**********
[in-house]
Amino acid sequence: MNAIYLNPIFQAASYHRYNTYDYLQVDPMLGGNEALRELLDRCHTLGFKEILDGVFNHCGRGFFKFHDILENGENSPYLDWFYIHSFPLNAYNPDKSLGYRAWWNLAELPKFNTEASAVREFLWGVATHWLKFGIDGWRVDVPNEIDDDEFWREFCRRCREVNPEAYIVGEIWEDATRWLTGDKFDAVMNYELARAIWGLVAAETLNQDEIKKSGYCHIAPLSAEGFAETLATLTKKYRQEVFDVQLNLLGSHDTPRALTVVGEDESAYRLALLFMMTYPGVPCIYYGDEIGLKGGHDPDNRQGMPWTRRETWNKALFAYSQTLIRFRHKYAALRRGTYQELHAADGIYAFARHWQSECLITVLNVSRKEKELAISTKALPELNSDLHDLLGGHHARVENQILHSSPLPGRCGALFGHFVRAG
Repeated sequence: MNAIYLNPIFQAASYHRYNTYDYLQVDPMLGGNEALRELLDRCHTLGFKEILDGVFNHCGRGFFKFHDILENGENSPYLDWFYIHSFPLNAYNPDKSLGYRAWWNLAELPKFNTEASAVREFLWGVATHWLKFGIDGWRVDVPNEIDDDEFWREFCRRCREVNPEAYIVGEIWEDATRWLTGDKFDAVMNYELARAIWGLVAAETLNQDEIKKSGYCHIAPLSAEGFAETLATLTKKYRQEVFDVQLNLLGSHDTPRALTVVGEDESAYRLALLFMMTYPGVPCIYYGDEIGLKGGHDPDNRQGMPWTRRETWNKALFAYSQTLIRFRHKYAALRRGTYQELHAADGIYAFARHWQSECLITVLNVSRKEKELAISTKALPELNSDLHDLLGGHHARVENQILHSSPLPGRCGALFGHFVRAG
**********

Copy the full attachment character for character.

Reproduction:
[in-house]
Amino acid sequence: MNAIYLNPIFQAASYHRYNTYDYLQVDPMLGGNEALRELLDRCHTLGFKEILDGVFNHCGRGFFKFHDILENGENSPYLDWFYIHSFPLNAYNPDKSLGYRAWWNLAELPKFNTEASAVREFLWGVATHWLKFGIDGWRVDVPNEIDDDEFWREFCRRCREVNPEAYIVGEIWEDATRWLTGDKFDAVMNYELARAIWGLVAAETLNQDEIKKSGYCHIAPLSAEGFAETLATLTKKYRQEVFDVQLNLLGSHDTPRALTVVGEDESAYRLALLFMMTYPGVPCIYYGDEIGLKGGHDPDNRQGMPWTRRETWNKALFAYSQTLIRFRHKYAALRRGTYQELHAADGIYAFARHWQSECLITVLNVSRKEKELAISTKALPELNSDLHDLLGGHHARVENQILHSSPLPGRCGALFGHFVRAG
Repeated sequence: MNAIYLNPIFQAASYHRYNTYDYLQVDPMLGGNEALRELLDRCHTLGFKEILDGVFNHCGRGFFKFHDILENGENSPYLDWFYIHSFPLNAYNPDKSLGYRAWWNLAELPKFNTEASAVREFLWGVATHWLKFGIDGWRVDVPNEIDDDEFWREFCRRCREVNPEAYIVGEIWEDATRWLTGDKFDAVMNYELARAIWGLVAAETLNQDEIKKSGYCHIAPLSAEGFAETLATLTKKYRQEVFDVQLNLLGSHDTPRALTVVGEDESAYRLALLFMMTYPGVPCIYYGDEIGLKGGHDPDNRQGMPWTRRETWNKALFAYSQTLIRFRHKYAALRRGTYQELHAADGIYAFARHWQSECLITVLNVSRKEKELAISTKALPELNSDLHDLLGGHHARVENQILHSSPLPGRCGALFGHFVRAG